In 1964 Maria Silvani died, ending a bourgeois dynasty that had lived in Bologna for 150 years, excelling in culture and civic and civic engagement. After a few years, Ballarini’s heirs put the villa together with the funds up for sale, but it remained unsold until June 19, 1981, when Franco Manaresi bought it, deeding the bare ownership to his children Giovanni, Stefano, Nicolò and Carolina Manaresi.

In 1981 the mansion presented itself to the visitor in complete and melancholy disrepair: the plaster and gutters were falling off, the arelle cornice gutted, the walls overgrown with weeds, a once manicured forest of delight had been transformed by the growth of brambles into an inaccessible place.
The interior of the mansion was even more bleak and dingy, a tractor and other farm implements were in the center of the loggia, the walls were peeling from rising damp, the cornices and stucco in pieces; the doors, frames and stained glass in the loggia were totally absent. The second floor lacked glass, and the shutters were the only barrier protecting the interior even though some of them had been damaged by woodpeckers and dormice that had turned some rooms into winter dens where they accumulated acorns brought from the garden. The west wall was still in the rough, the existence of an ancient electrical system was revealed by pieces of wire falling from the ceiling and ancient porcelain insulators still nailed to the walls. The attic was in even worse condition, masonry and framed partition walls were in disrepair and filled the floor with debris; the roof structure deteriorated so much that it was propped up in several places. The only toilet was a drop latrine with an underlying cesspool located under the staircase. The finishing touch to this distressing desolation was provided by seeing sudden movements of rats running along the frieze frames, the villa’s uncontested masters for nearly four decades.
Only the frescoes on the ground floor, covered with cobwebs that like black drapes enveloped them, held colors and images that were waiting to be revealed to revive the history that the mansion held.
Despite the decay, squalor, and collaborative cover, the villa manifested good structural stability, while the adjacent “Farmer’s House,” the eastern body, was in complete ruin.
Having carried out a survey of the building and obtained approval of the intervention project from the Superintendence for Environmental and Architectural Heritage of the Municipality of Castenaso, work began in the spring of 1983.
After some emergency work was carried out, recovery work progressed systematically until it was completed in May 1987. The complete reconstruction of the roof, done entirely in lumber, was followed by the consolidation of the attic floor and the restoration of the farmer’s house. The phases of the four-year restoration presented challenges of complex solution while continuously and consistently respecting the soul of the villa and its long history.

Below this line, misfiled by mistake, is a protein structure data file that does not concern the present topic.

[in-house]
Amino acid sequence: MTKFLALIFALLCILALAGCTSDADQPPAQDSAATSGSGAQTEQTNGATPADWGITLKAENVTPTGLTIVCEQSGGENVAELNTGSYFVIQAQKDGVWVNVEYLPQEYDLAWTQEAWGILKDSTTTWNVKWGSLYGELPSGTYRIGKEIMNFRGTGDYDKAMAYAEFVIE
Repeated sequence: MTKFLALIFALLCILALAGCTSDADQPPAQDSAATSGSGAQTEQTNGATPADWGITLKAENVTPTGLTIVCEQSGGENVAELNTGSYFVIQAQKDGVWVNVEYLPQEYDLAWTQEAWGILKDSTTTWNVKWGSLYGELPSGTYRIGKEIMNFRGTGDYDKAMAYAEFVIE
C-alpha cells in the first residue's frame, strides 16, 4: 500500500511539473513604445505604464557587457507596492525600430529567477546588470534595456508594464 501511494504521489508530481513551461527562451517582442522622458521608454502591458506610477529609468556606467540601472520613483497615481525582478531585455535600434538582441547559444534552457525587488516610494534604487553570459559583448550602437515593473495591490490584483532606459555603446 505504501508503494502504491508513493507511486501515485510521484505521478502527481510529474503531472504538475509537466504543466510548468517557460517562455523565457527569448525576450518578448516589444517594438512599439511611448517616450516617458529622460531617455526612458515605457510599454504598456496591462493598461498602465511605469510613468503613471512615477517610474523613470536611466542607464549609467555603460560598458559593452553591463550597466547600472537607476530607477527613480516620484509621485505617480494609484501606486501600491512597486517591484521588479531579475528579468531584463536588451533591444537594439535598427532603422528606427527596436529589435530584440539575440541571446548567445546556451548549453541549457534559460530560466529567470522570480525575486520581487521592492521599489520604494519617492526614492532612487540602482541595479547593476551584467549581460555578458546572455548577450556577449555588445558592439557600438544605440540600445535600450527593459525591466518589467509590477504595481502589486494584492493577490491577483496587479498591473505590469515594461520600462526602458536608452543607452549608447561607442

Between 2001 and 2005, the “Casa del Cocchiere” was reconstructed. A small building used as a stable, carriage house and coachman’s dwelling, located east of the “Farmer’s House”

After forty years of total neglect, a monument that we consider important for the works of art it contains, the historical memories of the families and personalities who owned it, has come back to life.

The theater

Marquis Orsi, to whom we owe the design of the theater to enrich the property, undoubtedly already had it in mind at the time of the purchase on April 1, 1695, and immediately began construction work on the new wing mirroring the pre-existing wing known as La Casa del Fattore; thus came to complete the Villa’s present appearance.
The theater built by Marquis Orsi at Villanova was modest in size, the stalls were 12.50m wide and 8.00m deep, it could presumably hold about a hundred seats. The height was considerable, almost 6.00m but there was no perimeter balcony.
The stage was quite wide with a proscenium and proscenium, was 1.30m higher than the stalls, and there was a basement cellar underneath.
A side staircase led from the stage up to some rooms for the actors’ use.
From the Legatizi Diaries we know that in September 1697 there began to be performances in an appointment that was renewed from year to year in the same period until 1700, and that saw not only professional actors and actresses but also friends of Marquis Orsi such as Marquis Francesco Pepoli, Count Nicolò Fava, Prospero Malvezzi, Senator Casali, Marquis Francesco Monti, and a very young Prospero Lambertini who was very good at playing Doctor Balanzone, the future Pope Benedict XIV in 1740.
The parable of such a lively and heartfelt season in Bolognese society that developed between 1697 and 1700 was followed by near abandonment and last traces of memory that belonged to the inhabitants of the area who recall performances of parish philodramas that took place in the 1930s at which the surviving members of the Silvani family almost never attended.